“The Murderess of Slaughterhouse Gulch” (phrase first used in 2015 by Terry DiDomenico)
The story of serial killer mon and dad duo, Polly and Jim Bartlett and their Bartlett Inn has, in recent years, been represented as local “lore,” that perhaps is based on facts, embellished or not. The story – which asserts 22 guests were murdered – is similar to the three documented Kansas serial killer families The Bloody Benders 91873), Kelly Family (1887), Staffleback Family (1897). Yet, online accounts and books from the 21st century do not cite any vintage source earlier than a 1963 magazine article (Dean W. Ballinger, “Polly Bartlett: Wyoming’s Amazing Poisoner” Real West, July 1963], which used the technique of invented detail to fill out a story packed with photos, specific dates and events. Yet the archival sources of photos and facts are not cited. This is not uncommon for a popular magazine of this sort, however.
Whether the story is a legend or factual, we should expect to be able to locate it, in one form or another, in 19th century or early 20th century folklore or local history sources. Wyoming mining history has attracted as reasonable amount of attention.
If pre-1963 sources do not turn up, the story is likely to be a fiction created in 1963. Ballinger, author of the Real West article, offers a clue that points to the reason the article came into being.
Recently John W. Woodring, former publisher of the Sterling, Colorado ‘Advocate’ purchased the remains of the old frontier town. It is one of the best preserved ghost towns in the west. He plans to restore it as a tourist attraction.
Doubtless it will attract many vacationists. But how many of the hordes who will state at the remains of Bartlett’s Inn will realize that this is no ordinary structure … that 22 men died in it because of the greed of an evil woman? [Ballinger, 1963, p. 60]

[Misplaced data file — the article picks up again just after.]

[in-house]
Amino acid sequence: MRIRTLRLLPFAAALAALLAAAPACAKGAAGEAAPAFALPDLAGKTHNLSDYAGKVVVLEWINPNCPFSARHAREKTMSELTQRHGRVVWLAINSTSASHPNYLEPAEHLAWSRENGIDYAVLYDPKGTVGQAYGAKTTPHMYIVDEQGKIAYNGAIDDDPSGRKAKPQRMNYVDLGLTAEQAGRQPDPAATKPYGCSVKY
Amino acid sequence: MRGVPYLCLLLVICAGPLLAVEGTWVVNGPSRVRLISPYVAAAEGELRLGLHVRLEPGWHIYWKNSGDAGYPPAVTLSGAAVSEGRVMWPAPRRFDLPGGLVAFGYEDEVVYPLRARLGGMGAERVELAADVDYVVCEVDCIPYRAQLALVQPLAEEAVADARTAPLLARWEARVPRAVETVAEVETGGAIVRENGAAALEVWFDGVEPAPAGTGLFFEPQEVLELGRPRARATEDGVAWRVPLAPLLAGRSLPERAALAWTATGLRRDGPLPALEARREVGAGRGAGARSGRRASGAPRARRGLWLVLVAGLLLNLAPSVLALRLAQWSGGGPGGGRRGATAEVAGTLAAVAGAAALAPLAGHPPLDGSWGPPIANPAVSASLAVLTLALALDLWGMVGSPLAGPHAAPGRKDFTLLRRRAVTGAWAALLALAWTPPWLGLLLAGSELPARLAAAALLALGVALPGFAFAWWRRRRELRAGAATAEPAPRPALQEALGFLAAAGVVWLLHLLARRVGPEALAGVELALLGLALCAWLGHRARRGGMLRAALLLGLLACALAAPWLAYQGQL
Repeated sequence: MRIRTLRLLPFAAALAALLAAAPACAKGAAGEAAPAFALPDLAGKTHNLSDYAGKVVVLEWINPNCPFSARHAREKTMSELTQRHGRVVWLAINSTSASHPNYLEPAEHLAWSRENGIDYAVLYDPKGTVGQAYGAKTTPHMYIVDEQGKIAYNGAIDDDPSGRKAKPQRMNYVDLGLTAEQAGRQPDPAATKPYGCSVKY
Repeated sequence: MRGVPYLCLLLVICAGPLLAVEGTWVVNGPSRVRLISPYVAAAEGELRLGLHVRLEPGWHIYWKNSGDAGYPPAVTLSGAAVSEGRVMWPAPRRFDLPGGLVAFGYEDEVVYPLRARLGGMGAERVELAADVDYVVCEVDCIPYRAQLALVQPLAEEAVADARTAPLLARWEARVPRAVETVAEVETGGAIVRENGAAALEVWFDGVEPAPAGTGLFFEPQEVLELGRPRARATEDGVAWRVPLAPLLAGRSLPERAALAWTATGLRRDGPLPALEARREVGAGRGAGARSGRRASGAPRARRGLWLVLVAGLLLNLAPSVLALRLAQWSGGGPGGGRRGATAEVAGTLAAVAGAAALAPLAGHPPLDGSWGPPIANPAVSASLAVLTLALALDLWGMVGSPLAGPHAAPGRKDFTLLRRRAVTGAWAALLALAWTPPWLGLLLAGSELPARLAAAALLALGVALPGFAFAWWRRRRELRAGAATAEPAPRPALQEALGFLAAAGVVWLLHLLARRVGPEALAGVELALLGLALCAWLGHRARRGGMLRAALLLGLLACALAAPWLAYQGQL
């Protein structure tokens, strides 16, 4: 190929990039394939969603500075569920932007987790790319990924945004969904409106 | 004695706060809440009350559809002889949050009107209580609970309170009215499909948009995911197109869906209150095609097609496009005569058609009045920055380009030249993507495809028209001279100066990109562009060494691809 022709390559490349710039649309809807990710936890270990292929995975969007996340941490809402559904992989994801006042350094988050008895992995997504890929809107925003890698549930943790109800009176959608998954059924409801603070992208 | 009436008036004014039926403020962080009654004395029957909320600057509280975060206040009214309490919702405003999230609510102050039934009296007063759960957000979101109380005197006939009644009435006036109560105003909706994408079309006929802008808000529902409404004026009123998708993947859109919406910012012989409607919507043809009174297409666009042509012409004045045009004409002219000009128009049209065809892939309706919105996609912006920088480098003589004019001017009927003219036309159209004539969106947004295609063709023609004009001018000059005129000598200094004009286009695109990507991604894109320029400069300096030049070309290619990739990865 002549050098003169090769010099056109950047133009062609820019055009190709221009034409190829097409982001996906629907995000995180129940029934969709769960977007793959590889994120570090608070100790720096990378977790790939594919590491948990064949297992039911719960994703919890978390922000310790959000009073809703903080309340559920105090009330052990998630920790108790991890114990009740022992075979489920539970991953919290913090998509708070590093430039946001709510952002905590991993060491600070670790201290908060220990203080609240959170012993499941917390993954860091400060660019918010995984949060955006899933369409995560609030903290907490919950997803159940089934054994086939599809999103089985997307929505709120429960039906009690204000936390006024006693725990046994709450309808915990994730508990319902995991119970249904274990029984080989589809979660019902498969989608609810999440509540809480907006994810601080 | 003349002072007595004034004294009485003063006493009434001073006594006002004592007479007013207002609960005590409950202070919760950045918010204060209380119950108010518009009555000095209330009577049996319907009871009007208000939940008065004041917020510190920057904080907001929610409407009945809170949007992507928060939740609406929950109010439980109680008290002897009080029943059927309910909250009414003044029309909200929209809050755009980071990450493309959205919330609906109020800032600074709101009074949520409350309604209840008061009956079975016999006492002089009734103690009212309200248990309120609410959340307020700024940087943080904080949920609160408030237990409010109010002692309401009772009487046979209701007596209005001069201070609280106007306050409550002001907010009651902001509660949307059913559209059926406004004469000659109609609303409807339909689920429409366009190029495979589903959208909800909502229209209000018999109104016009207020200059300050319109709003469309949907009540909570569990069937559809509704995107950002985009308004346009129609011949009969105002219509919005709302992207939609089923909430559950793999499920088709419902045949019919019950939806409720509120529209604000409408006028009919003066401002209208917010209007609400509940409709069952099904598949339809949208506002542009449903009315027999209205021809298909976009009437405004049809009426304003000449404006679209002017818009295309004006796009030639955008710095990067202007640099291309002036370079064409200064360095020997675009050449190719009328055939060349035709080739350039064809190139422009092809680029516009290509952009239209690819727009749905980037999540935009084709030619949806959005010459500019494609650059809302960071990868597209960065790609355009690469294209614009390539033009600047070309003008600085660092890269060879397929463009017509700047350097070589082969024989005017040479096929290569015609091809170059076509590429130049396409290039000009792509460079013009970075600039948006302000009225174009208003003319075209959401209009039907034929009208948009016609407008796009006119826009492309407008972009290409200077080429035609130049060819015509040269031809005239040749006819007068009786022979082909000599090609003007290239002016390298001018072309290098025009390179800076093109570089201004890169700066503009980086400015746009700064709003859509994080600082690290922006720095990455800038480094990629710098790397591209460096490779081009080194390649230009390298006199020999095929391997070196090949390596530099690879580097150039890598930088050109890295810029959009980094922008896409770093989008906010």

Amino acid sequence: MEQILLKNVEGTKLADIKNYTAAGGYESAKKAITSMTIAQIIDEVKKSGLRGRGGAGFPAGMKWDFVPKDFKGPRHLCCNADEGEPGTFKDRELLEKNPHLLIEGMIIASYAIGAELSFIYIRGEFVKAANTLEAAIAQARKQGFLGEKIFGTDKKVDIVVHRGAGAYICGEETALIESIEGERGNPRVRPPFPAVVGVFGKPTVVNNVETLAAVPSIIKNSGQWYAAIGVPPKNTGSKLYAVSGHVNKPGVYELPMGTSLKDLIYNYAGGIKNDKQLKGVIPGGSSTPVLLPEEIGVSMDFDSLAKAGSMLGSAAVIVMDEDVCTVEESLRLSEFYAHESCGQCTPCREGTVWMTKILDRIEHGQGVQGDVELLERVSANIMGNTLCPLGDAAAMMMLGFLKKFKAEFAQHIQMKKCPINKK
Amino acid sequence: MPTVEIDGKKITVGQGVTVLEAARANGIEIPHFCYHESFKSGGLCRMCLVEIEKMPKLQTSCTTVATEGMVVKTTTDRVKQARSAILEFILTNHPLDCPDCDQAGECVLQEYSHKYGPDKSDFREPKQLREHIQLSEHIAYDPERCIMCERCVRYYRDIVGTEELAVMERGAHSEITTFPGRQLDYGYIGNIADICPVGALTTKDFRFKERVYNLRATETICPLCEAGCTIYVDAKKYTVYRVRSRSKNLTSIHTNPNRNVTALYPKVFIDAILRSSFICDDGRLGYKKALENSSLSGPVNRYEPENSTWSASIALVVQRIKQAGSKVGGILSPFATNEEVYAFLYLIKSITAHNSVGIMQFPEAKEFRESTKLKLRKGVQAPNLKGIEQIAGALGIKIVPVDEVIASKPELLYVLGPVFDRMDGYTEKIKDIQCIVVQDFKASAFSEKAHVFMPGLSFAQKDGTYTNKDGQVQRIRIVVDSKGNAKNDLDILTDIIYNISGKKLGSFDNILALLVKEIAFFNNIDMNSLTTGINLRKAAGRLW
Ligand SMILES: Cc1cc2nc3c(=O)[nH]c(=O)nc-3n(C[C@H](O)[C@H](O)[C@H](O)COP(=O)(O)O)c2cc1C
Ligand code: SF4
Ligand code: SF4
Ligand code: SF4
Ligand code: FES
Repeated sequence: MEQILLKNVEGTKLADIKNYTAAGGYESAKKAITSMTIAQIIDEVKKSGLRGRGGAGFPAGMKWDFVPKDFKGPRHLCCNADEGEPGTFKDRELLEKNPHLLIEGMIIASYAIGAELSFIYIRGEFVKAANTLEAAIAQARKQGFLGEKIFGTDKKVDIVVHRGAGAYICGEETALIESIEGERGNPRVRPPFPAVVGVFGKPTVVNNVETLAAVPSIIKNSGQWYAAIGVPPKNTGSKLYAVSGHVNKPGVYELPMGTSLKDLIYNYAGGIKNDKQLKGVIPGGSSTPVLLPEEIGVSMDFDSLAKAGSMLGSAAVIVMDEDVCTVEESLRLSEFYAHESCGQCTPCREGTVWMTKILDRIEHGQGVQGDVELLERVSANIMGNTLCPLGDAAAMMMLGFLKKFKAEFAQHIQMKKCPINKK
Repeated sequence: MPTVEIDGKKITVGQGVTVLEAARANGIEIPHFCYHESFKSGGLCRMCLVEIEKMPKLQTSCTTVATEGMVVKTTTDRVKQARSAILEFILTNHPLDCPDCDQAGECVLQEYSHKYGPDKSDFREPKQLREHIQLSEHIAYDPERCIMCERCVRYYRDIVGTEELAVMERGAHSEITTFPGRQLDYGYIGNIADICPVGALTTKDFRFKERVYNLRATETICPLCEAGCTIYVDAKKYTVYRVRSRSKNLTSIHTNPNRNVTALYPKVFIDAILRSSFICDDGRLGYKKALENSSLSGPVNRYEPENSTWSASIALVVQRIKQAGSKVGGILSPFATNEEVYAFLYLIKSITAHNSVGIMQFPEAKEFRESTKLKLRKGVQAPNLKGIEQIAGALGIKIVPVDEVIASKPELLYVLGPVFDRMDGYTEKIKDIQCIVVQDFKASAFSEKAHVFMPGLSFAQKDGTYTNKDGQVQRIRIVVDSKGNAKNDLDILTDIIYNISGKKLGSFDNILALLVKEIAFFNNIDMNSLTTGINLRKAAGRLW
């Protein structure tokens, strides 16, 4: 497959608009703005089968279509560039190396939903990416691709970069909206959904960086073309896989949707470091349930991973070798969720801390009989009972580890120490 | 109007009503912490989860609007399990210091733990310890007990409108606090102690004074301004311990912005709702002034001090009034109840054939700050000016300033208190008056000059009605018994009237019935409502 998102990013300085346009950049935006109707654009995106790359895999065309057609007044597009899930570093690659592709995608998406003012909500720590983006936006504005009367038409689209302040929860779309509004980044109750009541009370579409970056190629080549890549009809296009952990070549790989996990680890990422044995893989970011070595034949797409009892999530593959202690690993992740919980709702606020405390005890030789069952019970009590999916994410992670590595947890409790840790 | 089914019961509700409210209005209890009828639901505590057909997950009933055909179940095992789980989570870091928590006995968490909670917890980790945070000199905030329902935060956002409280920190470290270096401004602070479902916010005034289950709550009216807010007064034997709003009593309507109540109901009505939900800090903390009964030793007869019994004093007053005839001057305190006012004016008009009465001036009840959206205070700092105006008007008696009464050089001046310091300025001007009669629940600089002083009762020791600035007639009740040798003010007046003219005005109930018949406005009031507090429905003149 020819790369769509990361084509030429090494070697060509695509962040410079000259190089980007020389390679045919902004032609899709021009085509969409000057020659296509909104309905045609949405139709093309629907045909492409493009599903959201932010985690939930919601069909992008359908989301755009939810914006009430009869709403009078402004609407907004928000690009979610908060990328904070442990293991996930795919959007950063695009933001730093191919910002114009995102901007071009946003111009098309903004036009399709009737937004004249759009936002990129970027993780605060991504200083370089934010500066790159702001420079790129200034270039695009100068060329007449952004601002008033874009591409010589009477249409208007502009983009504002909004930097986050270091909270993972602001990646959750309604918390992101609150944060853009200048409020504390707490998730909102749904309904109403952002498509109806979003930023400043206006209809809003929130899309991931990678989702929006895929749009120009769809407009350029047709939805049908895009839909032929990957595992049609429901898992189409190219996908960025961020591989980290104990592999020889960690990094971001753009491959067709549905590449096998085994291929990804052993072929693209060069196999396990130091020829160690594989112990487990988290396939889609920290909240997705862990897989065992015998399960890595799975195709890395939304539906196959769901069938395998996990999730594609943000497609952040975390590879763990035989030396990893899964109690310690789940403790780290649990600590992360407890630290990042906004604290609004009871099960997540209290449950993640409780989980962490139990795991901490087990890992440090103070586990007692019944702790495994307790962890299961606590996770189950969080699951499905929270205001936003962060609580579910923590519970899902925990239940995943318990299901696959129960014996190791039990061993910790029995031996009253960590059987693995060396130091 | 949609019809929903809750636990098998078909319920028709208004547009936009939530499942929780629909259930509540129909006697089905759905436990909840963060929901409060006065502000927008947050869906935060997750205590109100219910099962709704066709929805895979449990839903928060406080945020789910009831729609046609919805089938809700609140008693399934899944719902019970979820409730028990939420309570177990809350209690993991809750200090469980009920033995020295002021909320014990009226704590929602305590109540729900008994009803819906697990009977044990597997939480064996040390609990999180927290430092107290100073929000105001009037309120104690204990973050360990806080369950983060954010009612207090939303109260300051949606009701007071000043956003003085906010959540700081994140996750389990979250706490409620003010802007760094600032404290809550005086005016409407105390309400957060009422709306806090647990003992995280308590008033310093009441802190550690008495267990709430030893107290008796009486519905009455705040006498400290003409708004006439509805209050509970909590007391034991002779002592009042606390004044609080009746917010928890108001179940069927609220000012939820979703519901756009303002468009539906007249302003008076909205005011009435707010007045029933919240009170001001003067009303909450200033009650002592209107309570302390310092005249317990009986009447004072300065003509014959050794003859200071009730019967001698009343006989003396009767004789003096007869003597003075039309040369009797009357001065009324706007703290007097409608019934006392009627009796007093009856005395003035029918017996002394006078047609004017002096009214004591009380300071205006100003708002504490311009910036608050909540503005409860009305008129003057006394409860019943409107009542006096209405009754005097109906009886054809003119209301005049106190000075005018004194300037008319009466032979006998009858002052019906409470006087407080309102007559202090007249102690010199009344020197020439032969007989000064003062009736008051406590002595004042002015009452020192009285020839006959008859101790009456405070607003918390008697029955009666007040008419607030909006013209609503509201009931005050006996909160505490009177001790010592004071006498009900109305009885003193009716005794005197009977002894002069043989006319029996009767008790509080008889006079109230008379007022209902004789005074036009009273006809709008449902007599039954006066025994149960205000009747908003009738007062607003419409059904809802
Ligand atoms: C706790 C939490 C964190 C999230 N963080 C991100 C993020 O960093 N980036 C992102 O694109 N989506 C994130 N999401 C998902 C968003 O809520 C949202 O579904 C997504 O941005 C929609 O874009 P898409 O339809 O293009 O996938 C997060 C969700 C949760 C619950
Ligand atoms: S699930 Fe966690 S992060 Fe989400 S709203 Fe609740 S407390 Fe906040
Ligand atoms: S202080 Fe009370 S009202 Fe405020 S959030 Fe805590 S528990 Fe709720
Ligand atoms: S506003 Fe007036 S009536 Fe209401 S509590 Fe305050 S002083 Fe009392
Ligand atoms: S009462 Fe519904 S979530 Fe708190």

Here we have a plausible rational for creating a hoax – supported by photos, details of events, specific dates and names – if indeed the story turns out to be a fabrication dating from no earlier than 1963. The creation of a “Bloody Benders”-style story would go far to boost the tourist attraction to John W. Woodring’s novel venture. The Lavinia Fischer legend – a real criminal who is unlikely to have been a serial killer – attracts tourists to the old Charleston Jail.
My own hypothesis that Dean W. Ballinger, probably at the behest of John W. Woodring, invented the tale can be easily disconfirmed by anyone who might locate a published or even manuscript mention of the story predating 1963. “Mrs. Dale Smith,” photo of James Lee and “John Cullen Collection” (photo of John Vaness), Wyoming Historical Society (Edmund Ford). If a hoax, the story is of little interest, but if it is either an entirely factual story, an embellished and distorted story based on real Bartlett family, or even a folk legend it is of real interest.
The most obvious archive to search would of course be the University of Wyoming library archives in Laramie. Currently the Wyoming Historical Society “is a nonprofit membership driven educational organization which manages a statewide federation of chapters. The Society does not collect artifacts, or hold research records.” Perhaps there are extant archives of Dean W. Ballinger or John W. Woodring.
[Robert St. Estephe, Unknown Gender History, Aug. 22, 2020]
CHRONOLOGY (as given by Ballinger)
1867 – Polly Bartlett (20s), Jim Bartlett, father; Bartlett’s Inn, 3 miles east of South Pass City, Wyoming.
1867-68 – 22 victims, including: Carl Armentrout, Lewis Nichols, Timothy Flaherty,
James Lee (photo), John Vaness (photo).
Jun. 18, 1867 – Carl Armentrout murdered.
Apr. 14, 1868 –Edmund Ford (photo), murdered.
Aug. 14, 1868 – Theodore “Teddy” Fountain (23) murdered.
Oct. 7, 1868 – Polly murdered while jailed.
[“Wyoming’s worst serial killer: The Murderess of Slaughterhouse Gulch,” Buckrail, Dec 8, 2017]
[Debbie Cobb, “Wyoming’s First Serial Killer Was a Woman,” 95.5 My Country (KWYY radio, Casper, Wyoming), Apr. 28, 2019]
[Bill Sniffin, “Bartlett tale would be a fine movie,” Wyoming Tribune Eagle (Cheyenne, Wy.) (Sheridan Media), May 24, 2015]
[Ron Franscell, Crime Buff's Guide to the Outlaw Rockies, 2011, GPP, Guilford, Ct., Morris Book Publishing, p. 217]
[John Stuart Clark, After the Gold Rush: A Bicycle Journey Through American History, Five Leaves, 2005]
[Terry A. Del Bene, “The Murderess of Slaughterhouse Gulch,” Pulp History: The Past You Never Learned in School, Mar. 15, 2015]
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